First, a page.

Stunts: Serving Up Controversy for THQ’s Homefront Video Game

Situation Overview

Video game publisher THQ wasn’t one for controversy or taking risks with its PR campaigns, but the publisher wanted to shake it up for the 2011 launch of Homefront, a first-person shooter set in the near future depicting North Korea’s occupation of the Western United States. Pitching the publisher – and beating out six other agencies – Wonacott won the opportunity to create a stunt with “Pyongyang Express: Subsidized good food for a better America.”

The Wonacott Approach

Our idea was to take advantage of the food truck craze hitting Los Angeles with a North Korean BBQ-themed truck, drawing speculation about the connection with THQ/Homefront. With just six weeks before E3, we created the Pyongyang Express food truck, set up a fake website, Facebook page and Twitter, and a consumer information line. We announced the truck and began serving “subsidized” chicken tacos and kimchee quesadillas to Los Angeles foodies, drawing attention from many food bloggers and consumer media that had no idea of the connection to Homefront (the video games press suspected it immediately, which added to our coverage!)

Leading into the game’s March launch, we brought the truck back – along with another in San Francisco – in early 2011. This time around the trucks were clearly co-branded to promote Homefront, complete with the images of a game character waving a burning American flag and outfitted with Xbox 360s for game demos. The trucks made noteworthy appearances at GDC and provided pre-order vouchers for the game with every one of the estimated 180,000 tacos provided. This activity garnered a second round of consumer press coverage, driving awareness and pre-orders beyond that of any prior THQ title.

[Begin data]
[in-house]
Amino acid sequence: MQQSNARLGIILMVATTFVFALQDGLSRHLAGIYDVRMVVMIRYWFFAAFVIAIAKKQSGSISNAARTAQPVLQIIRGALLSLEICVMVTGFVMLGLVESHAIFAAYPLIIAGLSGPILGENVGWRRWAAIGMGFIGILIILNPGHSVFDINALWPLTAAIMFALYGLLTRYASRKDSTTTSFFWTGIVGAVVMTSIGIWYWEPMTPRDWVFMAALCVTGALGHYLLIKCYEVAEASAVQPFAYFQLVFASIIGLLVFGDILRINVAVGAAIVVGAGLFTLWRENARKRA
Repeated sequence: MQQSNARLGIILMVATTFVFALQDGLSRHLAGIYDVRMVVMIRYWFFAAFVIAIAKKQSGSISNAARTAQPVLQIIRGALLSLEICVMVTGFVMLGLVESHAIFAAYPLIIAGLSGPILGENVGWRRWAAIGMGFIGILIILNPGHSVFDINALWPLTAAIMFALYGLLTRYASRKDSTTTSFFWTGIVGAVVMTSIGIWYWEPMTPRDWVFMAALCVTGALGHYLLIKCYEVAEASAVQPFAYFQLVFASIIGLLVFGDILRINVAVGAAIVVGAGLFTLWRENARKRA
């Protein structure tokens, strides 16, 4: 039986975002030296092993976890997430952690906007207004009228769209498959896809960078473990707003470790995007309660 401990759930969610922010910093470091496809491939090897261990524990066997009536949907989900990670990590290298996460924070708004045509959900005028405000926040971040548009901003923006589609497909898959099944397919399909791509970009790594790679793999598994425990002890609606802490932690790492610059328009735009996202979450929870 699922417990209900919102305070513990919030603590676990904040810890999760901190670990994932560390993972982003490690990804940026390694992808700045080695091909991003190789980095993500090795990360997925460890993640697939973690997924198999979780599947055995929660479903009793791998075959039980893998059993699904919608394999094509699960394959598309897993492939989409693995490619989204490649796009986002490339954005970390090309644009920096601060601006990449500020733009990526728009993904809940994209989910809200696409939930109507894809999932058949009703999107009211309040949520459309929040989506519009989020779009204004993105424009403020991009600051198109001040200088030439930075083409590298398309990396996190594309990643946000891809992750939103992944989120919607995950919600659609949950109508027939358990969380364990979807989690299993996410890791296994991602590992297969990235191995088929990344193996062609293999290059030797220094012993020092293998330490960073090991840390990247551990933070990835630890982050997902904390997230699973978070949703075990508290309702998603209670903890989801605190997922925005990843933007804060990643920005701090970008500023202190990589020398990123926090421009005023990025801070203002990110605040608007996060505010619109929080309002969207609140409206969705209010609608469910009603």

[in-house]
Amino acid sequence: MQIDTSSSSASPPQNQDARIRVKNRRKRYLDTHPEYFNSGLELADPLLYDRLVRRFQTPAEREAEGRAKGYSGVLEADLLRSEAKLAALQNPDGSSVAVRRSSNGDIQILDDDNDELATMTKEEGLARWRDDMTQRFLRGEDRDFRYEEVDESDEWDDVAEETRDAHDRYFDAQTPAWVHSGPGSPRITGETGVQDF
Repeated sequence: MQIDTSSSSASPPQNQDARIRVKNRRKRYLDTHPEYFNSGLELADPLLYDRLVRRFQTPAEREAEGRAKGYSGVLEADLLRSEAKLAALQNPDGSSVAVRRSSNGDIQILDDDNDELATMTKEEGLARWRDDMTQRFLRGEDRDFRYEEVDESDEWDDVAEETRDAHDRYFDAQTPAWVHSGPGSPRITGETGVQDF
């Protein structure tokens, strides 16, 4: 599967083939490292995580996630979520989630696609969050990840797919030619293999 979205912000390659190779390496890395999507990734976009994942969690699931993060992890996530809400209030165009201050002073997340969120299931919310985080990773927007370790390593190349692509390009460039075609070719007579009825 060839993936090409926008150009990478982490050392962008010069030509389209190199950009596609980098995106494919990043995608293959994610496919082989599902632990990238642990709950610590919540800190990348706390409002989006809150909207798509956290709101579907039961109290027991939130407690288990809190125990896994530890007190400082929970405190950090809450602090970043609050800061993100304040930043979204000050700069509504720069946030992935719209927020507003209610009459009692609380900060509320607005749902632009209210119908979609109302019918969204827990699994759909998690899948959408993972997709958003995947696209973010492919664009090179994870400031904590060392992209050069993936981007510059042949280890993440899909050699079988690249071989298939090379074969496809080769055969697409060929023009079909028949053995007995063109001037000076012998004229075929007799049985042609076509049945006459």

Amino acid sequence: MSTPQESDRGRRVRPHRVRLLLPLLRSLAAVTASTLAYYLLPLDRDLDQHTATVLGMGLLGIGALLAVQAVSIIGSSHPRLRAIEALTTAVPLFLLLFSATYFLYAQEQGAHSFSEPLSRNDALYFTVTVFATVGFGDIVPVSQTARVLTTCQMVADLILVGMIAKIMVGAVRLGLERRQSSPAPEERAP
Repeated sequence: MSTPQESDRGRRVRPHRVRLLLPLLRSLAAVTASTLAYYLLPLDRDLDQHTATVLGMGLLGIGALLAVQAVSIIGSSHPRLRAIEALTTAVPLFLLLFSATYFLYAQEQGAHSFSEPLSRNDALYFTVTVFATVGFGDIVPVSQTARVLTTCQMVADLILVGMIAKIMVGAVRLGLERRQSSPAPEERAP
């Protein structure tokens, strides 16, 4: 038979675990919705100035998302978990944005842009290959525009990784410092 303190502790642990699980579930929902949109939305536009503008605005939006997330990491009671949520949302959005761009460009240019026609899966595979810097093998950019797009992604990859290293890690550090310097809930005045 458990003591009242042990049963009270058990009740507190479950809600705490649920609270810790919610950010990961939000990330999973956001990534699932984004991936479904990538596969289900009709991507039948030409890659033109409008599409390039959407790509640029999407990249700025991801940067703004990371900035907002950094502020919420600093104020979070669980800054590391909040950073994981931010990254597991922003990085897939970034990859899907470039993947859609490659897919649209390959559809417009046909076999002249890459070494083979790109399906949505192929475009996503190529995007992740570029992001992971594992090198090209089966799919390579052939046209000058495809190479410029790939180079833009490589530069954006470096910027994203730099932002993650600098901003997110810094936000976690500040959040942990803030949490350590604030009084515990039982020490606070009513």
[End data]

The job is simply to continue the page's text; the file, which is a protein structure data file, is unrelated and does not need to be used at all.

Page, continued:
Achievement

There’s an old PR adage that there is no such thing as bad press – and Pyongyang Express is the perfect example. With coverage from food bloggers, consumer media and video games media, the press either loved or hated the truck as a marketing tool. But even those who hated it included THQ and Homefront in nearly every article about Pyongyang Express. Over the two stages of the campaign, we locked in more than 500 unique articles and/or significant reposts of coverage, including from ABC News, USA Today, Los Angeles Times, LA Weekly, Laist, San Francisco Weekly, IGN, Joystiq, Gamasutra, G4, and several food blogs, greatly contributing to THQ breaking a company record with more than 200,000 pre-orders for Homefront across all platforms.

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